Real Estate

Changes made to Pepper Hall development plan, Beaufort Co. councilman says. Is it enough?

Here’s where Beaufort County stands with Pepper Hall — and when you can have a say

Beaufort County's been back-and-forth with land owner Robert Graves on development ideas for the land at Pepper Hall Plantation since 2012. They're now one step away from finalizing an agreement. Here's where they stand.
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Beaufort County's been back-and-forth with land owner Robert Graves on development ideas for the land at Pepper Hall Plantation since 2012. They're now one step away from finalizing an agreement. Here's where they stand.

The final proposal to develop the controversial Pepper Hall Plantation property eliminates two of four major sticking points, a Beaufort County Council member said Tuesday.

Owner Robert Graves has agreed to give up the open land space exemption the county was slated to grant him, according to Councilman Mike Covert.

Graves has also agreed to the elimination of a proposed land swap that would have seen the county relinquish 2.5 acres of Okatie River-front land for 1.5 acres of property further inland, Covert said.

“It’s the shiny new bicycle people wanted for Christmas,” Covert said Monday of the revised deal.

The original deal called for the county’s 18 acres of land, which it purchased from Graves in 2013, to count toward an open land requirement he would need to fulfill if he pursues development of his remaining 83 acres of property.

Barry Johnson, Graves’ attorney, was unavailable for comment Tuesday.

County Councilman Brian Flewelling, who heads the county’s Natural Resources Committee, did not return four phone calls seeking comment on the new proposal.

The two remaining sticking points — the county’s $2 million contribution to pave Graves Road, which leads into Pepper Hall, and a 50-50 cost share of stormwater maintenance throughout any development — remain part of the proposal, Covert said.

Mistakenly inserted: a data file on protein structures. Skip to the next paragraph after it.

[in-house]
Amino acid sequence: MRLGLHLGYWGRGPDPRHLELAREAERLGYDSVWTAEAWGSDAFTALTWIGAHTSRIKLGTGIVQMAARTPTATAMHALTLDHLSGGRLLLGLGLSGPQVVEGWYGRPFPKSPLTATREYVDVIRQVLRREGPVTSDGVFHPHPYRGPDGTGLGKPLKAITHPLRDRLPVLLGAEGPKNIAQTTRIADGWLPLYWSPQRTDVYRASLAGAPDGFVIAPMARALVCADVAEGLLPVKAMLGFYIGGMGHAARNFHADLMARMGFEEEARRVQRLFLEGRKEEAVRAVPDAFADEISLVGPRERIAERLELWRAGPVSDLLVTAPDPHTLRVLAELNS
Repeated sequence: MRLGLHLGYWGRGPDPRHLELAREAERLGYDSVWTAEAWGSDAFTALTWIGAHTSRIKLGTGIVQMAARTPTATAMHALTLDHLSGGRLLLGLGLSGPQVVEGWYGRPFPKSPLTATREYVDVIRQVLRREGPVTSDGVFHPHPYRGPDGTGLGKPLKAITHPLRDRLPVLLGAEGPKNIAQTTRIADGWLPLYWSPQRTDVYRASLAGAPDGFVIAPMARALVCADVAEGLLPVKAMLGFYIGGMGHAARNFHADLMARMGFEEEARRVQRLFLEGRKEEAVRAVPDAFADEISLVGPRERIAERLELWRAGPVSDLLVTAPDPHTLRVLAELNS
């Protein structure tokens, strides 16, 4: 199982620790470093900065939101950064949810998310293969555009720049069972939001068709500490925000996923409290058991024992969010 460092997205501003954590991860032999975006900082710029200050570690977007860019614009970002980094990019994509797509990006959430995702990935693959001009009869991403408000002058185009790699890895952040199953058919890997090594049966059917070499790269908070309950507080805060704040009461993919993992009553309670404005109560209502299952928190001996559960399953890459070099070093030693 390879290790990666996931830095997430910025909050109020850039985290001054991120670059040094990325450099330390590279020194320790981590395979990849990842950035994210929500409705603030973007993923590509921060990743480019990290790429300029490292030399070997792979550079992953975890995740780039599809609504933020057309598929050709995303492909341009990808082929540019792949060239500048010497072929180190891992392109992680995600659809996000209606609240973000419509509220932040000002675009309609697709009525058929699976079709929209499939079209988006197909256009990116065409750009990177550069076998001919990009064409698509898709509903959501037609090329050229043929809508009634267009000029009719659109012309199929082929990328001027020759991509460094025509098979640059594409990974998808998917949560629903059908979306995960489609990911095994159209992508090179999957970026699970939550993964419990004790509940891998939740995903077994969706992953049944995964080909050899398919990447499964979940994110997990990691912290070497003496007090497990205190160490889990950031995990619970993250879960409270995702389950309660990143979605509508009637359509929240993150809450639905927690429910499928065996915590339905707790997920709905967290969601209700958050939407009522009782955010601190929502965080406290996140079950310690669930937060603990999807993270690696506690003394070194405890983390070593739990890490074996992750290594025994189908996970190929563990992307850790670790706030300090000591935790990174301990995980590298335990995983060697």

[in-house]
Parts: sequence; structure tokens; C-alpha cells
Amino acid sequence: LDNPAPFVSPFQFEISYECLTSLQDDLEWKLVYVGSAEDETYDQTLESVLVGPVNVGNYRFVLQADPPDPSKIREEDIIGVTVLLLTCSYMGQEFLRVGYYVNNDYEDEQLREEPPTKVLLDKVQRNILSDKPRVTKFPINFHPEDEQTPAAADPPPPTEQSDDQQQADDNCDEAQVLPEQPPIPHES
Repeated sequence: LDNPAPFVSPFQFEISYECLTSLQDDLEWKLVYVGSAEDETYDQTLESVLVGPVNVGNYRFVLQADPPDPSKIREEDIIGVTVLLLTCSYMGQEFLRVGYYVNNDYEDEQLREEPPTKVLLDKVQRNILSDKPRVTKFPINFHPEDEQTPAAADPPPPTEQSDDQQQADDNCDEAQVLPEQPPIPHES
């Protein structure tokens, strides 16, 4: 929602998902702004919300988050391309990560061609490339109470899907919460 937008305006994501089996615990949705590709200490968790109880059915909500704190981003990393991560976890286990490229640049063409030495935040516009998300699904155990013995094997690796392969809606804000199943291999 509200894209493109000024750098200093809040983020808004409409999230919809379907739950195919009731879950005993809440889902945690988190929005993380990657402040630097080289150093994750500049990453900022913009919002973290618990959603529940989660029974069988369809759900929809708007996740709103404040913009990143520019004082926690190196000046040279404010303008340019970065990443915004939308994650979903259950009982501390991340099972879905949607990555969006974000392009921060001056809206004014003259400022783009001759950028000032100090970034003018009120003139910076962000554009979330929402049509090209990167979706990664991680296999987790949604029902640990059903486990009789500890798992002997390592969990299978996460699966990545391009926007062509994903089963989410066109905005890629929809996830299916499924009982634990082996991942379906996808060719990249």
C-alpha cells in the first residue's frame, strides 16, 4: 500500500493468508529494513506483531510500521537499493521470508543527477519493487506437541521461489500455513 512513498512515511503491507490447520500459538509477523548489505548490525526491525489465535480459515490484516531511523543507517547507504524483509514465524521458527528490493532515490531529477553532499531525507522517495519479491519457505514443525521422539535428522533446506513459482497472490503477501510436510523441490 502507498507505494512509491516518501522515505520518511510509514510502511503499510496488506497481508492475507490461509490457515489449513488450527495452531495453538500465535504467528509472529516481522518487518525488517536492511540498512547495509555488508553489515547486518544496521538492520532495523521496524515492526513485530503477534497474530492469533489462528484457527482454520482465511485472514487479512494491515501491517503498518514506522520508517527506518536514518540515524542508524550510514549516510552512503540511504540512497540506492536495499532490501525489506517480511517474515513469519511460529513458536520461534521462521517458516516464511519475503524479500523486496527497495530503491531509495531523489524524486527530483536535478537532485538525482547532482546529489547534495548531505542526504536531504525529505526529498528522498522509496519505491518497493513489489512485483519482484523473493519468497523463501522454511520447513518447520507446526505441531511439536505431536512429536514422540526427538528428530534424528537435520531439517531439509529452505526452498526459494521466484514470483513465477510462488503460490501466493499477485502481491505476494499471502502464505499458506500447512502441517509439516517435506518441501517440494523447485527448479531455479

Opponents remained cautious Tuesday.

Rikki Parker, a project manager with the Coastal Conservation League, said council deserves credit for addressing the Rural and Critical Lands components of the deal, but she still plans to talk about the other issues when the agreement goes before council.

“It’s good to see the county respond to those concerns,” she said. “If the rumors are true, we definitely want to praise the county. But we still want to see the data behind the 50-50 stormwater split and make sure that agreement is equitable for the county.”

The revised agreement will come before Beaufort County Council for a final public hearing and reading at 6 p.m. Dec. 10 at a meeting at the county’s administration building, 100 Ribaut Road in Beaufort.

Alec Snyder has been the growth and development reporter at The Island Packet and The Beaufort Gazette since June 2018. He covers Beaufort County and Bluffton government, along with housing affordability throughout the area. Alec is from Philadelphia and an alum of The George Washington University.
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